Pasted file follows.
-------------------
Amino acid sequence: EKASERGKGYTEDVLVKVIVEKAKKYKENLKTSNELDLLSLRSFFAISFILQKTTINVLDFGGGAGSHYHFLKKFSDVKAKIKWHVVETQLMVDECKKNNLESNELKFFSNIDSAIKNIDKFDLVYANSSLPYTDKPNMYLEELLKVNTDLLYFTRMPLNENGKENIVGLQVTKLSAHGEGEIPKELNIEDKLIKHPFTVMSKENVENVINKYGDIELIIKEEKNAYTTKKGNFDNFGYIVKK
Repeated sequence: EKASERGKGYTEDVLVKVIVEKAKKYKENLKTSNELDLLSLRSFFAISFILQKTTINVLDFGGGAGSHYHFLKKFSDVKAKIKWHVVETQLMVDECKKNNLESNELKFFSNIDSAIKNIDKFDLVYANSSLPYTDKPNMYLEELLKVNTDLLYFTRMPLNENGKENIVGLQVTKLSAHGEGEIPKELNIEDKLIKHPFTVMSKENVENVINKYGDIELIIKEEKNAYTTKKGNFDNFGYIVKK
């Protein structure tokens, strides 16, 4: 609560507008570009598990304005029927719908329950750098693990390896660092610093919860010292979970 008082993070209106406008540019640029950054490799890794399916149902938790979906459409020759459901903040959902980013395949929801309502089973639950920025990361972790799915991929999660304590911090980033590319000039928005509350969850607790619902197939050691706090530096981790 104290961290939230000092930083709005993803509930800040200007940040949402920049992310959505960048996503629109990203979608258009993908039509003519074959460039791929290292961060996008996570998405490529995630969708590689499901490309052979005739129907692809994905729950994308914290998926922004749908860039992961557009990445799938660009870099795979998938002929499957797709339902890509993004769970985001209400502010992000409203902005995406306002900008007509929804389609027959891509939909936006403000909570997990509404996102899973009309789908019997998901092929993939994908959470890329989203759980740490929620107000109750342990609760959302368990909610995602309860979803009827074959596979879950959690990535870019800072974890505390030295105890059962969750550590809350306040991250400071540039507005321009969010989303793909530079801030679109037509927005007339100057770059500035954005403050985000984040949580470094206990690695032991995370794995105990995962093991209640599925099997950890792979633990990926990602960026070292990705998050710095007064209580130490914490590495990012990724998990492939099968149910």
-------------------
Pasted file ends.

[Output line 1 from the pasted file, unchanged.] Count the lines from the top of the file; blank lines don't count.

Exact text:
Amino acid sequence: EKASERGKGYTEDVLVKVIVEKAKKYKENLKTSNELDLLSLRSFFAISFILQKTTINVLDFGGGAGSHYHFLKKFSDVKAKIKWHVVETQLMVDECKKNNLESNELKFFSNIDSAIKNIDKFDLVYANSSLPYTDKPNMYLEELLKVNTDLLYFTRMPLNENGKENIVGLQVTKLSAHGEGEIPKELNIEDKLIKHPFTVMSKENVENVINKYGDIELIIKEEKNAYTTKKGNFDNFGYIVKK